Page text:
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So when we need to traverse a container from start to end we write something like

for (i = v->begin(); i != v->end(); i++)

assuming i is an iterator for container v.

My question is "what guarantees that end will always point to one past the last element in container?" How does STL ensures this behavior and is there any chance that this case is not true?

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The STL does not guarantee this behavior. The STL implements this behavior based on the requirements defined by the standard. The standard says this is how it is supposed to work the developer that implements the STL is then supposed to make the STL work correctly. –  Loki Astari Sep 28 '10 at 6:53
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That's not best practice. Prefer the pre-increment operator ++i rather than i++ when you are not storing the value. For many types it is faster. –  Jive Dadson Sep 28 '10 at 7:01
    
@Jive Dadson: that's not my main concern --> recomputing v->end() at each turn of the loop certainly is less efficient... for (auto it = v.begin(), end = v.end(); it != end; ++it) is the canonical form, though in C++0x one might as well use for (auto val : v) or std::foreach and a lambda function. –  Matthieu M. Sep 28 '10 at 7:11

6 Answers 6

STL ensures this behavior by always storing stuff like this:

vector

In the end (pun), it doesn't matter what end() is, as long as it's always end() (and, obviously, can't be confused with any other node).

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Mate, you get +1 just for the funky graphics :-) –  paxdiablo Sep 28 '10 at 7:06
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Paint FTW, I'd say :) –  Matteo Italia Sep 28 '10 at 7:58
    
Doesn't the quote below from the C++ standard invalidate this answer? especially the graphic. –  yasouser Sep 30 '10 at 16:18

C++03 Section 23.1/7 says

begin() returns an iterator referring to the first element in the container.

end() returns an iterator which is the past-the-end value for the container.

If the container is empty, then begin() == end();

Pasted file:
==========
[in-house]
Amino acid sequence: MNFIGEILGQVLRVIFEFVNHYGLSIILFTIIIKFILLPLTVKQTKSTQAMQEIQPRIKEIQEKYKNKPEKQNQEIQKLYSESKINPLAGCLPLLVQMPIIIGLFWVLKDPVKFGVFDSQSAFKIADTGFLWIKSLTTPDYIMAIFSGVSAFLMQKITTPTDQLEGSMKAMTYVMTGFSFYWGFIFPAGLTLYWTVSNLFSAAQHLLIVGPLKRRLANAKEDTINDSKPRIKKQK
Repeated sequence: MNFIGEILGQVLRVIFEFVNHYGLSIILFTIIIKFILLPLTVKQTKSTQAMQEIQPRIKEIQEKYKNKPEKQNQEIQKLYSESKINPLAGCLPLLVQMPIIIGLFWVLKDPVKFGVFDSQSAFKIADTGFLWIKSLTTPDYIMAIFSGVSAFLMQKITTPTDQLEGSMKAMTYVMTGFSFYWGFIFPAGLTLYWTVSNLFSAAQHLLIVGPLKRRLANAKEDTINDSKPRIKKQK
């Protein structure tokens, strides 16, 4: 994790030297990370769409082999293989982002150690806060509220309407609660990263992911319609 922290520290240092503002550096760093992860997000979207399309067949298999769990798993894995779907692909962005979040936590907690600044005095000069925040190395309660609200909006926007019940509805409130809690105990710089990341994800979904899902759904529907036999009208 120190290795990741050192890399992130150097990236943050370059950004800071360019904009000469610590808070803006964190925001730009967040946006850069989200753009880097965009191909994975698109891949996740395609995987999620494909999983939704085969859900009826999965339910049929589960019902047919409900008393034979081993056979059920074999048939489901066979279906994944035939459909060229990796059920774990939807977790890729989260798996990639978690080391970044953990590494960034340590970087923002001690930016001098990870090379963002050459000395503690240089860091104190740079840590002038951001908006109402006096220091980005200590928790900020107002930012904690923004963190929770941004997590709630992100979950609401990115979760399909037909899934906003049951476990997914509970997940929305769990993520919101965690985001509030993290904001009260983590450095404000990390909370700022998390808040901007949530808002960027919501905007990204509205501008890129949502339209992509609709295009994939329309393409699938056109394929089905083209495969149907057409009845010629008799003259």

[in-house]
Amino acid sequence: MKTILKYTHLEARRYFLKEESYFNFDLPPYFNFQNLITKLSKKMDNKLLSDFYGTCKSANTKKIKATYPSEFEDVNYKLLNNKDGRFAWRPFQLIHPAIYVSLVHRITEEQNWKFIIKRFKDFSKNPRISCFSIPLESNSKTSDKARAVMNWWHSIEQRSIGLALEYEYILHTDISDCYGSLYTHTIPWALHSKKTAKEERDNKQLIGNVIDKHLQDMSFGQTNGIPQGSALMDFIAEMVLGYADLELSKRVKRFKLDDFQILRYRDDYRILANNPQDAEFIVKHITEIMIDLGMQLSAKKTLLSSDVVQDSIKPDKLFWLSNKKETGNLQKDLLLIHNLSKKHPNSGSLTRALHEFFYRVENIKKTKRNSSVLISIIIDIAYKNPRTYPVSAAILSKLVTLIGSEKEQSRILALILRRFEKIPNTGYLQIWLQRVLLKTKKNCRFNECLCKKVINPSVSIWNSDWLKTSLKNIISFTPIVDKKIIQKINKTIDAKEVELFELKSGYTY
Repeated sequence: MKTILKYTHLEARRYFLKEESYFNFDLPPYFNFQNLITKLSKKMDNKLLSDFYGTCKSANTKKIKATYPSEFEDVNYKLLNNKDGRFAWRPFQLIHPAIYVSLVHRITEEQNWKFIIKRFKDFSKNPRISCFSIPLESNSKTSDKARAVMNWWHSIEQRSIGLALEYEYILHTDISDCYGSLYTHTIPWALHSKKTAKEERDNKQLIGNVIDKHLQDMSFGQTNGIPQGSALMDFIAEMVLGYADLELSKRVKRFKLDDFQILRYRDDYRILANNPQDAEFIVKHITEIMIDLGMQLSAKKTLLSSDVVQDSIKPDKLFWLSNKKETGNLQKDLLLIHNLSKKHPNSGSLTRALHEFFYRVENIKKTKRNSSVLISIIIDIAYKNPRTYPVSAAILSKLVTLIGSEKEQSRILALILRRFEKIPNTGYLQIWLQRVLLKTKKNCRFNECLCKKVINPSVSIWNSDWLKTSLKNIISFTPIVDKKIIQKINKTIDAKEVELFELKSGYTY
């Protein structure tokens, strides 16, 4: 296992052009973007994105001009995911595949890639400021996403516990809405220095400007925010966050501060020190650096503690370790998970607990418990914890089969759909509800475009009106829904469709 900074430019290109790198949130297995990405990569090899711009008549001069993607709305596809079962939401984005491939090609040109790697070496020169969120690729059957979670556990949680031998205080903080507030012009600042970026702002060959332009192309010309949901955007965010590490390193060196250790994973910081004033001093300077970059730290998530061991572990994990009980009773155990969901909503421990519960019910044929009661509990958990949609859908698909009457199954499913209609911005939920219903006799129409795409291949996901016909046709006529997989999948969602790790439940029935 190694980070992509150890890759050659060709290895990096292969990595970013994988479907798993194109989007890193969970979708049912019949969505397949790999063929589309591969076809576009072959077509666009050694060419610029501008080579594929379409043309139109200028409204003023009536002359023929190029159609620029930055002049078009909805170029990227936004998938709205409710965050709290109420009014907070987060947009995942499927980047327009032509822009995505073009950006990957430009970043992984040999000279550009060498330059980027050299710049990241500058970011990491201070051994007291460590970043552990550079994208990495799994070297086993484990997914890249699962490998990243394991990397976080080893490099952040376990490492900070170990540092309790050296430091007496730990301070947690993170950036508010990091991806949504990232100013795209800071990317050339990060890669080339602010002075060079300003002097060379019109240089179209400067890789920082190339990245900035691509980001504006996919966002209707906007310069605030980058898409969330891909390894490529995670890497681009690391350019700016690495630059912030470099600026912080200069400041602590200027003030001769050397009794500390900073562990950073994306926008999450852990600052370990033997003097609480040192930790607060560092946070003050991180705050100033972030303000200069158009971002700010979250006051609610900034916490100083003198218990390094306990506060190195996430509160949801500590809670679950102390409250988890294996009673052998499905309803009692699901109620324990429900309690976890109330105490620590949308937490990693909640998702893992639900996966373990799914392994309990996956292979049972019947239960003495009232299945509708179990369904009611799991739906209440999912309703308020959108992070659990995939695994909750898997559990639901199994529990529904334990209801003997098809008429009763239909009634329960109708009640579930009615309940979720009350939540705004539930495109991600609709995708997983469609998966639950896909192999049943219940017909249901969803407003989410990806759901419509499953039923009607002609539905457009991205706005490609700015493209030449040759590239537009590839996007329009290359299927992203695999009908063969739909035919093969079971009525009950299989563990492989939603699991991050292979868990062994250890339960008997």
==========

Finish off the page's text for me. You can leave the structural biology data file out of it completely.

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Is this the reason slist isn't officialy STL ? the end() of slist is 0 –  Vardhan Mar 8 '11 at 20:17

The stl specification guarantees that end will be one past the end See here. That will always be the case. Exactly how it does this can depend on the implementation (sometimes the values is just set to null for example), but rest assured your loop will be OK as long as v is a valid pointer.

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You're asking about all STL containers... not a word of mention of vector specifically where end() might be implemented as you obviously intuitively expect. What's one past the end in a std::map<>? The "end is one past the last used node" thing is just a logical concept, expressing that you can safely increment from that last-used node, differentiate/equate it from/to the abstract concept of "end", and do some node arithmetic where end is considered to be one further along than the last-used node. Don't take it too literally.

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"end will always point to one past the last element in container" means that if you increment iterator that points to the last element it will be equal to the result of end(). Implementation can be different. In Visual C++ std::vector::end() returns implementation specific iterator that holds zero pointer.

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I strongly doubt it, as std::vector<T>::iterator is a random-access iterator. If std::vector<T>::end() returned (T*)0, end()-begin() would be illegal, yet it needs to return std::vector::size() –  MSalters Sep 28 '10 at 7:09
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To be more correct: end returns implementation specific iterator that holds zero pointer. –  Kirill V. Lyadvinsky Sep 28 '10 at 7:31
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The part of holding zero pointer is, well, unneeded and imprecise. In gcc vector implementation, vector<>::end() is defined as vector<>::begin()+vector<>::size(), and is actually stored in the vector<> object (GCC vector is implemented by means of three pointers: begin, end and end_of_capacity, where begin==end if the vector is empty, begin+size()==end at all times and end==end_of_capacity if size()==capacity(). There are no zero pointer anywhere to be seen. –  David Rodríguez - dribeas Sep 28 '10 at 8:17
    
@David Rodríguez, That was in "Implementation can be different." part of my answer. "zero pointer" is related to the Visual C++ implementation, not to gcc. –  Kirill V. Lyadvinsky Sep 28 '10 at 8:20

As some of the previous posters have stated end() is one past the end element. If you need to access the last element via iterators use iter = container.end() - 1; Otherwise, in the case of vectors, variable = someVector.back(); Assuming that variable is of the data type someVector contains.

In regard to what guarantees that it points to the end, the container itself handles that internally. You just have to treat it like a blackbox like any other object and trust it does it correctly.

Whenever the container is resized, it will track where the end is and will be up to date before you access end() again. Depending on the container however, if you have an iterator and alter it in some ways, it can invalidate the iterator and break your iteration process.

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